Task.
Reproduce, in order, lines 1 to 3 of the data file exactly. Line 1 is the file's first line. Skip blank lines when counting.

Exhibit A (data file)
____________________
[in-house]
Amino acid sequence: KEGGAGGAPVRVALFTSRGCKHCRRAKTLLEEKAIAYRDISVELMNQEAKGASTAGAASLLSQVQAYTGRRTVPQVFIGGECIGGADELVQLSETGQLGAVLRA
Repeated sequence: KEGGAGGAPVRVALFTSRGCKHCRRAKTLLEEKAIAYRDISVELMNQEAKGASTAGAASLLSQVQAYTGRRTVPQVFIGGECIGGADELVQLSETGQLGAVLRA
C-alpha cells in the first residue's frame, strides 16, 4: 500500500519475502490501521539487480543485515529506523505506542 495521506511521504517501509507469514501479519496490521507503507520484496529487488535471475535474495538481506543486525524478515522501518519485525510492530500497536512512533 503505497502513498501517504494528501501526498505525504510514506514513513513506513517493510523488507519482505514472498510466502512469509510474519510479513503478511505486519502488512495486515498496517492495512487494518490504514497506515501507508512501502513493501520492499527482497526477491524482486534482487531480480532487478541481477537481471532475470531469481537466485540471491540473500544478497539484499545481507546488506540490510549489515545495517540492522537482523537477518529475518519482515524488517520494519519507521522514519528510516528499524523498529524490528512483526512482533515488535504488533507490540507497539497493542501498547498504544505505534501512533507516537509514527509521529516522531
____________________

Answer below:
[in-house]
Amino acid sequence: KEGGAGGAPVRVALFTSRGCKHCRRAKTLLEEKAIAYRDISVELMNQEAKGASTAGAASLLSQVQAYTGRRTVPQVFIGGECIGGADELVQLSETGQLGAVLRA
Repeated sequence: KEGGAGGAPVRVALFTSRGCKHCRRAKTLLEEKAIAYRDISVELMNQEAKGASTAGAASLLSQVQAYTGRRTVPQVFIGGECIGGADELVQLSETGQLGAVLRA